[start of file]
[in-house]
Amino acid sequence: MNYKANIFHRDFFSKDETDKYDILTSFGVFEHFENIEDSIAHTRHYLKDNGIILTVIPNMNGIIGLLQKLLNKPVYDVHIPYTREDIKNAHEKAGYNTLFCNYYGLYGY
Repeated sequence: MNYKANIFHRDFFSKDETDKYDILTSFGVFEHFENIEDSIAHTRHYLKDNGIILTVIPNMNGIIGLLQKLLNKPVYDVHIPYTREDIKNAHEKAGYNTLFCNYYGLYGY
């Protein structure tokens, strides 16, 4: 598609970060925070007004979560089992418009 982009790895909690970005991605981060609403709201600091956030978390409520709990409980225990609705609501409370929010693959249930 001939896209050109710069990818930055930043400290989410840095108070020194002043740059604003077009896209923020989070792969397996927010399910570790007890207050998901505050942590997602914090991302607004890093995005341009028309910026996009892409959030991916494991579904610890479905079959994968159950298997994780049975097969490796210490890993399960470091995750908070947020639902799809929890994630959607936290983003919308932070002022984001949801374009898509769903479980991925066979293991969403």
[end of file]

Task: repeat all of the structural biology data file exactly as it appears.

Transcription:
[in-house]
Amino acid sequence: MNYKANIFHRDFFSKDETDKYDILTSFGVFEHFENIEDSIAHTRHYLKDNGIILTVIPNMNGIIGLLQKLLNKPVYDVHIPYTREDIKNAHEKAGYNTLFCNYYGLYGY
Repeated sequence: MNYKANIFHRDFFSKDETDKYDILTSFGVFEHFENIEDSIAHTRHYLKDNGIILTVIPNMNGIIGLLQKLLNKPVYDVHIPYTREDIKNAHEKAGYNTLFCNYYGLYGY
């Protein structure tokens, strides 16, 4: 598609970060925070007004979560089992418009 982009790895909690970005991605981060609403709201600091956030978390409520709990409980225990609705609501409370929010693959249930 001939896209050109710069990818930055930043400290989410840095108070020194002043740059604003077009896209923020989070792969397996927010399910570790007890207050998901505050942590997602914090991302607004890093995005341009028309910026996009892409959030991916494991579904610890479905079959994968159950298997994780049975097969490796210490890993399960470091995750908070947020639902799809929890994630959607936290983003919308932070002022984001949801374009898509769903479980991925066979293991969403």